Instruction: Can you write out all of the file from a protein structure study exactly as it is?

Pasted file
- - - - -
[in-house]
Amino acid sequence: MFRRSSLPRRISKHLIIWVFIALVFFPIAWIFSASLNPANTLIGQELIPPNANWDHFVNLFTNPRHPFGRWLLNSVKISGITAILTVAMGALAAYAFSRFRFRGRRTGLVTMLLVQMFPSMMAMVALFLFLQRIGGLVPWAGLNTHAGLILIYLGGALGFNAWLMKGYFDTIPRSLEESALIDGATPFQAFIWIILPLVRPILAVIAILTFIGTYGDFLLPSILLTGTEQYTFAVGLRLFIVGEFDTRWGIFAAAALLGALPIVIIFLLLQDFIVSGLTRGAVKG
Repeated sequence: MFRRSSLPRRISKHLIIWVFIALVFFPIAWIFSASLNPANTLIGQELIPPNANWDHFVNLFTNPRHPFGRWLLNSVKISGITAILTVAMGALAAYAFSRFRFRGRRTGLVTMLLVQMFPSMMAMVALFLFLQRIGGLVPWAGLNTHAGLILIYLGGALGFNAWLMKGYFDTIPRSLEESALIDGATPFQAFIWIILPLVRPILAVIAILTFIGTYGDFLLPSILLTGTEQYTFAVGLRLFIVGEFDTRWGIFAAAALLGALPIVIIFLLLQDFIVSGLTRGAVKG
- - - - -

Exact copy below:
[in-house]
Amino acid sequence: MFRRSSLPRRISKHLIIWVFIALVFFPIAWIFSASLNPANTLIGQELIPPNANWDHFVNLFTNPRHPFGRWLLNSVKISGITAILTVAMGALAAYAFSRFRFRGRRTGLVTMLLVQMFPSMMAMVALFLFLQRIGGLVPWAGLNTHAGLILIYLGGALGFNAWLMKGYFDTIPRSLEESALIDGATPFQAFIWIILPLVRPILAVIAILTFIGTYGDFLLPSILLTGTEQYTFAVGLRLFIVGEFDTRWGIFAAAALLGALPIVIIFLLLQDFIVSGLTRGAVKG
Repeated sequence: MFRRSSLPRRISKHLIIWVFIALVFFPIAWIFSASLNPANTLIGQELIPPNANWDHFVNLFTNPRHPFGRWLLNSVKISGITAILTVAMGALAAYAFSRFRFRGRRTGLVTMLLVQMFPSMMAMVALFLFLQRIGGLVPWAGLNTHAGLILIYLGGALGFNAWLMKGYFDTIPRSLEESALIDGATPFQAFIWIILPLVRPILAVIAILTFIGTYGDFLLPSILLTGTEQYTFAVGLRLFIVGEFDTRWGIFAAAALLGALPIVIIFLLLQDFIVSGLTRGAVKG